I never questioned my sexuality or my gender – I saw heteronormaity around me and that was my understanding of love, gender and sexuality.
I never truly had a good relationship with my body but the thought of questioning my gender never crossed my mind. I really admired girls and females yet loving them was never a possibility. Because, in the end, all I was and would ever be was what everyone around me painted me. A girl in love with a boy. A cis-female who is heterosexual.
If you had asked me three years ago the definition cis-het, LGBTQ+, queer, or trans, I would not have been able to tell you. All I saw around was a shade of black and white; a guy with a girl with hints of patriarchal roles and norms. And that’s what I believed. I never knew that gender and sexuality are not like tattoos that were given to you whether you liked it or not, but rather a whole journey where you could explore and experiment and express yourself freely.
I would blame my parents but they were merely teenagers when they had me and I would blame the generations before them but this was a vicious cycle where if you are born female, you were a curse and merely a burden. And that’s what I was – a burden. I was the first child of the family, everyone was anticipating a boy but alas my biological chromosomes had some other plans.
“You are a girl” is the phrase I grew up hearing again and again and again. There was absolutely nothing more I hated than being a girl. I wanted to do the things boys were allowed to do, the freedom they had, the authority they have. I cursed my fate every waking hour for being born in a female body.
My relatives would compliment how me and my father look alike. They would always say,’if only god made you a boy’.
Even though I grew up with being served strict patriarchal norms as the main dish with the side dish of trauma of all kinds. I was introduced to my first ticket to freedom in class 10th; the internet. Music became my soother. When I felt confused, alone and scared. music gently hugged me to sleep.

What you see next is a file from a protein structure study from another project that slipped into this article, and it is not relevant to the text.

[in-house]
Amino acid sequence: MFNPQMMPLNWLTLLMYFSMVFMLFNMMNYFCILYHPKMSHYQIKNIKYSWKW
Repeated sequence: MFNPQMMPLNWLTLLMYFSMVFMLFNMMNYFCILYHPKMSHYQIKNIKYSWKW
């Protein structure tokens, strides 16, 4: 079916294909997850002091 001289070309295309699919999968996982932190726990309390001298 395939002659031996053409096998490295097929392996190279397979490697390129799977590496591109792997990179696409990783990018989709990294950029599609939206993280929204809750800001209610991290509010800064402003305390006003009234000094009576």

By the time I was in 11th grade, I had learnt more about the world on the internet than in 11 years of my educational institute. I quickly realised one thing – I was definitely into girls. It wasn’t until COVID-19, when I was forced to be alone with my body and mind, did I realise that I was uncomfortable in my body. Not the ‘I was abused and thus hate my body’ but ‘I don’t associate with my body and feel uncomfortable inside my own skin’.
Realisaing this was scary enough but telling my conservative about this? Oh that thought petrified me. I dreamt of escaping and leaving India but my life went south during lockdown. However, I wasn’t going to sit quietly in the corner and watch toxicity unfold. I wasn’t a child anymore – I guess in a way, I never was. But I wasn’t scared anymore. I decided to fight, I wasn’t going to back down until I made my house a safe space for me or at least my younger siblings.
At first, my parents didn’t understand. They were shocked, confused and like every other parent thought it was a phase. But when they realised that they would rather have a queer-trans child than to not have me at all, they worked on themselves. My therapist helped my parents realise my queer-trans identity. So when my dad called me his son in front of my extended family, I felt so validated and so relieved. I never imagined that my family would be openly accepting of my gender identity in front of other family members but seeing them do it felt like the warmest hug I’ve ever received.
My family isn’t perfect, neither am I but we are all learning and unlearning and that’s what matters, right?
Now that the story is coming to an end, I will roll the credits.
Fuck you to the guy who said I was not girly enough and needed to maintain my figure to be more girly and jokes on you, I’m transmasc!
Fuck you to the relative who said my sexuality was a ‘bad spirit’ possessing me because heterosexuality is the norm.
Fuck you to each and every single person who preyed upon a child who was neurodivergent and was just trying to navigate this neurotypical world.
Thank you to my family who did give me trauma but also are supportive and reformed themselves and are my home now.
Thank you to my partner, without whom, I might not have had the courage to come out or get help.
Thank you to me. My past me, my present me and my future me because I fought my battles and I lost quite a few but I still kept moving forward because it does get better. Thank you for making me realise that life is so beautiful and there is so much to look forward to, thank you for not giving up.